As a former speakeasy, Burwood Tap has learned to suck up to the local brass. The bar is filled with memorabilia, including a prominently displayed poster supporting Richard J. Daley’s candidacy for mayor. Free buffets and open-bar specials attract coeds from nearby DePaul, but locals often come here to enjoy a cold one with good company.
During her rotations as a pastry chef in culinary school, Uzma Sharif caught the eye of her head chef by drizzling chocolate with the same technique she used to decorate hands with henna. “You’re going to be a great success with that someday,” he predicted. The roots of her talents as a chocolatier go back even deeper, however. In Pakistan, her pastry-chef grandfather was well known for his delicate pink macaroons, and her mother and seven aunts each inherited their father’s baking skills. In January 2011, Uzma followed in her family members' footsteps, founding her own shop to purvey her hand-crafted chocolate creations as Chocolat Uzma Sharif.
These confections brim with unexpected ingredients, such as candied rose petals, Kashmiri chai, and cardamom, or glow with floral colors, such as the pinks and blues on the ombre butterflies that are Uzma's current favorite. The chocolatier handpicks the ingredients that go into her sweet creations, choosing all-natural, organic options when possible. Focused on perfecting a small selection of goods, she makes her chocolates in small batches and packages them in eco-friendly boxes she’s designed herself.
During chocolate classes at her Pilsen kitchen, Uzma teaches students about the origins of raw chocolate and the science behind making a bar with the right sheen and snap. Uzma also shares methods for choosing good chocolate from store shelves, starting with deciphering the percentages on the label and asking it whether it’s been naughty or nice.
There’s no Jerry at Jerry’s. Owners Mark Bires and Mindy Friedler chose the moniker as an homage to Jerry Garcia, whose freewheeling spirit they evidently share, given that they’ve traveled the country sampling sandwiches ranging from Chicago's italian beefs to Philly's cheesesteaks, from New Orleans's po boys to New England’s lobster rolls. It’s easy to see the influence of their journeys on the eatery’s menu, a staggering array of more than 100 regional and ethnic sandwiches that could make a magic 8 ball cloud over from indecision. Root-beer-glazed ham, beef tenderloin, and fried tofu are but a few of the sandwiches’ centerpieces, their flavors accented by offerings such as fried green tomatoes and grilled asparagus. Diners can also customize their own creations from a board filled with meats, veggies, and 10 different bread options. Hand-formed burgers, rustic-cut fries, and decadent desserts add weight to the menu like an extra stripe adds weight to a zebra. At the eatery's bar, diners scan rows of roughly 200 American craft beers accessible by bottle or tap, and they savor a selection of 70 American whiskeys. When the digital jukebox needs a break, Jerry's hosts live music, the catchy tunes of which slither through door cracks and out to the outdoor dining area.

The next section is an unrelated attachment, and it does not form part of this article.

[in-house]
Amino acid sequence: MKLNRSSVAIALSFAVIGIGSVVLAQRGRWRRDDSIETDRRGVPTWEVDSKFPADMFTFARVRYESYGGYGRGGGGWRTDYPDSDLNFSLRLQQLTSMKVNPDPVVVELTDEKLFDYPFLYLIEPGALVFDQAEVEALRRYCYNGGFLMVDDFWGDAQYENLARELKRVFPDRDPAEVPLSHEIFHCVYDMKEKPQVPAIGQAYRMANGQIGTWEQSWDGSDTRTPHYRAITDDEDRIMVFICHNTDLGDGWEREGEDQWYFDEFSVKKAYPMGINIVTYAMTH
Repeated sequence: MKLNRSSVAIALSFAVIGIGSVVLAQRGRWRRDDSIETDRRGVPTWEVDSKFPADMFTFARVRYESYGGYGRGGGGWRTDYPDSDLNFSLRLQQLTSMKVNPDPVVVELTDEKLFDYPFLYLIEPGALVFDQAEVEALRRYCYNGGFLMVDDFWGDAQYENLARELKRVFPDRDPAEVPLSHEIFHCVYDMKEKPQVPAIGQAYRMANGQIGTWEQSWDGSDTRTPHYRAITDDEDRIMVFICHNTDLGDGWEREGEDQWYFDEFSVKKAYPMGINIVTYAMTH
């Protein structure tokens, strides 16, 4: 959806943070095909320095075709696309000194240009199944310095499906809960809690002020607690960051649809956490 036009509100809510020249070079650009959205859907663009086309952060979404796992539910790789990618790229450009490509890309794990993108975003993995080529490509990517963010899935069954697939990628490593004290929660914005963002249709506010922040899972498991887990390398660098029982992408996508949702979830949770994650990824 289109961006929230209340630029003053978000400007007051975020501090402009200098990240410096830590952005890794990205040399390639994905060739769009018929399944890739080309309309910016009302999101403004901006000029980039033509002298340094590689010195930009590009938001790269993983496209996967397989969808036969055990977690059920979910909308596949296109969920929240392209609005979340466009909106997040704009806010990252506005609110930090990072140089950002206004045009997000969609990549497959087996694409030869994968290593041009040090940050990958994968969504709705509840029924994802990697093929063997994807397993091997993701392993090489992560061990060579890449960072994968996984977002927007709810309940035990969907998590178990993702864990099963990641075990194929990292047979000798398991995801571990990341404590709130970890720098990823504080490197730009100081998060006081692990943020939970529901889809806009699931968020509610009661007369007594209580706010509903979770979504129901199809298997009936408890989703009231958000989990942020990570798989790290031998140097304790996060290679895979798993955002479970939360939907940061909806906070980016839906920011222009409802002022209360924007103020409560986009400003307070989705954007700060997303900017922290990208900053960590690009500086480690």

One of the few downtown bars to survive the Great Chicago Fire, the Green Door Tavern has also spent time as a grocery store and Italian restaurant. Before heading inside, take a peek from across the street. You might be surprised to notice that the bar’s wooden frame leans visibly to the right.
Marge’s Still operated as a speakeasy during Prohibition; bathtub gin was brewed upstairs and served in the cellar below. The only relic that remains from those lean days is the antique wooden bar, which now hosts hearty plates of pan-seared tuna, baby back ribs, and duck l’orange.
At Tango Che Productions, couple Daniel Noce and Ramona Nita share lifetimes of experience through instruction and foster a strong Argentine tango community with milonga parties. Noce hails from Argentina, where he earned a bachelor's degree in his country's native dances, including tango, before joining the Ballet of the University of Argentina and studying under tango luminaries Rodolfo Dinzel. Nita pointed her feet toward tango at age 12, when she earned a dance scholarship and pair of spring-loaded heels that launched her career as an instructor and performer of Latin and ballroom styles. In 2005, she met tango by way of Noce, and the two have since showcased their passionate embrace and deft footwork as members of the Otero Dance Company.
The pair teaches private and group tango lessons together, imparting the intricacies of leading and following through their own bodies and trails of rose petals they use to mark choreography. During weekly Friday night milongas, a seasoned tango DJ draws couples to the dance floor for a night of traditional dancing. In addition to putting on professional performances for cultural and corporate events, the staff hosts dance-laden on-site wedding receptions for up to 60 people.